A dozen cinemas invest in crime comedy 'Brothers Nest'
There was a time when studios owned both the films and the cinemas, but anti-trust legislation in many countries put an end to that. (The Netflix model seems very much like the old model in that they own both the films and the distribution method.) But in a new Australian twist, 12 cinemas have invested in an Australian film, the comedy crime thriller Brothers Nest, about two brothers intent on committing a murder.
Cinemas were offered a variety of different packages by pledging an advance on expected ticket sales for the film. For A$5,000, they get trailers and radio spots that name-drop the cinema and locality. For $10,000, they get to host the filmmakers (but not star Shane Jacobsen) for Q&A screenings. For $20,000, they get both star Shane Jacobsen and director Clayton Jacobsen for a red-carpet premiere. One cinema owner paid A$25,000 and received exclusive screenings in his area for his cinemas. This investment helped get the film off the ground. The cinemas investing were all independent cinemas. Brothers Nest played the South by Southwest Festival in Austin, Texas in March and released in Australian cinemas on June 21.
Strike action is not very common at cinemas Down Under, although in the past staff have refused to sell confectionery and ice creams as part of a wages campaign. Members of the cinema attendants’ union in New Zealand called a strike to coincide with the midnight premiere of Solo: A Star Wars Story at Event Cinemas in New Zealand. The strike was planned to last from 10.30 p.m. to 1 a.m. on the day of the premiere. Not all staff belong to the union in New Zealand. The strike was over pay and conditions and had nothing to do with the film. Event Cinemas says the strike did not affect the screenings.
Sony Pictures Australia scooped up the Australasian rights to the contemporary remake of Storm Boy after the initial deal with StudioCanal fell through. Sony executive VP Stephen Basil-Jones said he thinks the film has excellent commercial prospects and will release it in Australia on Jan. 10 during peak school holiday season. The first film adaptation of Colin Thiele's novel about a boy and an orphaned pelican was released in 1976 to great local success. Geoffrey Rush, Jai Courtney and newcomer Finn Little star. David Gulipilil, who was in the original film, returns playing the father of the character he first played.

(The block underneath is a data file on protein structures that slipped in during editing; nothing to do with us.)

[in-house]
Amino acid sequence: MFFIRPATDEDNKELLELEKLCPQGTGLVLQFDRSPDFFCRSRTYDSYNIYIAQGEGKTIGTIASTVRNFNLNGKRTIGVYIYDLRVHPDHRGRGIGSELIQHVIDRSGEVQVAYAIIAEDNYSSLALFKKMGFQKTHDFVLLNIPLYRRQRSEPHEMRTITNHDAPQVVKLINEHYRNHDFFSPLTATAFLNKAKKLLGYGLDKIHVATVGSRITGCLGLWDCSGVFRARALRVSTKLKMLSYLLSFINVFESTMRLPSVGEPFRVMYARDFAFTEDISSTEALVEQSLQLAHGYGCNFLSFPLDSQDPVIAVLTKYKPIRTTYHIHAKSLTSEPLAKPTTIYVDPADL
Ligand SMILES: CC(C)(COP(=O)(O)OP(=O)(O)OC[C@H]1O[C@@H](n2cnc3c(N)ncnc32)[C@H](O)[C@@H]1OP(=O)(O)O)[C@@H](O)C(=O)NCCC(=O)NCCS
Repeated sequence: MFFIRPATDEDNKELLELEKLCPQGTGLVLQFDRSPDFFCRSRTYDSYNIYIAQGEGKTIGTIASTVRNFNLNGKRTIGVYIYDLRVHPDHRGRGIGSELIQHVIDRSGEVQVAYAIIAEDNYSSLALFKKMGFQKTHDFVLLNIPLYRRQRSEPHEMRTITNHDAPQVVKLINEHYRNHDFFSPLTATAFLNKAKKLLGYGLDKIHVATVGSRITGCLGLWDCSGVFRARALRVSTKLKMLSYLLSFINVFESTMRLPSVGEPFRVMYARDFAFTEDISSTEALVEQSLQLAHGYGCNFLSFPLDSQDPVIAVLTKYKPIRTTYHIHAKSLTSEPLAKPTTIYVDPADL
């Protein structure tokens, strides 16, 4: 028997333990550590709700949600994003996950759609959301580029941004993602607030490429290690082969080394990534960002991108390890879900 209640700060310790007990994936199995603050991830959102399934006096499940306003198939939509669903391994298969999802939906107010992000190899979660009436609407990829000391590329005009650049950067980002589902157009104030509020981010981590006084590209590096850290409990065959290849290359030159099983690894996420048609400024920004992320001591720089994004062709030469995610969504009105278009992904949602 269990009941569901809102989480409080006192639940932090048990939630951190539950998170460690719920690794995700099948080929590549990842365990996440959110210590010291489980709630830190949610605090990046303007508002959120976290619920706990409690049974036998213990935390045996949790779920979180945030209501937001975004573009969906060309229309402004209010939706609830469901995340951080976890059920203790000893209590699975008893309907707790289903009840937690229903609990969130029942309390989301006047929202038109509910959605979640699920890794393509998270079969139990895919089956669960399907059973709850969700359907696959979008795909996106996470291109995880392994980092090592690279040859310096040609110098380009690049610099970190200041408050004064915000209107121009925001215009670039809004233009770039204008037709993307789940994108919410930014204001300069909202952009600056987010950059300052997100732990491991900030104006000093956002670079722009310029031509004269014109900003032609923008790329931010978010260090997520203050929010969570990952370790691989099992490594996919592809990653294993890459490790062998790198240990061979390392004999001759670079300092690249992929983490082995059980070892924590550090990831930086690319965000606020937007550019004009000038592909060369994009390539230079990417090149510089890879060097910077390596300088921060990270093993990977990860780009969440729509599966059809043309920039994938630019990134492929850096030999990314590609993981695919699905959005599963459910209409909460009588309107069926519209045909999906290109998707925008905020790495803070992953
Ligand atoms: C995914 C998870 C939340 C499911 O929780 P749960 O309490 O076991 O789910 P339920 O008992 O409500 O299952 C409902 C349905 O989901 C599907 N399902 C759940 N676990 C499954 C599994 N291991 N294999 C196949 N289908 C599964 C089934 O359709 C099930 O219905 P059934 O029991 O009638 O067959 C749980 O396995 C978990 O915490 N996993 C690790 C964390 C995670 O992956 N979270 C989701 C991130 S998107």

Five years ago, the last remaining cinema in the central business district of the capital city of Western Australia, Perth, closed. Perth is now poised to again have inner-city cinemas. First up around September is the new Raine Square Entertainment area, with a dining precinct and a 12-screen Palace Cinema complex. Then in 2021, Hoyts returns to the city with a nine-screen complex at Carillon City. Hoyts had cinemas at the Carillon Arcade from 1970 to 1990, but this area is now being totally redeveloped.
Also in West Australia is a new cinema complex planned for next year. Independent exhibitor Roy Mustaca and his United Cinemas group will open an eight-screen complex in the Eaton Shopping Centre. "We are creating a fantastic opportunity for Bunbury as the gateway to the Southwest region." Mustaca said, adding that "every cinema will feature comfy stadium seating and our new electric recliners."
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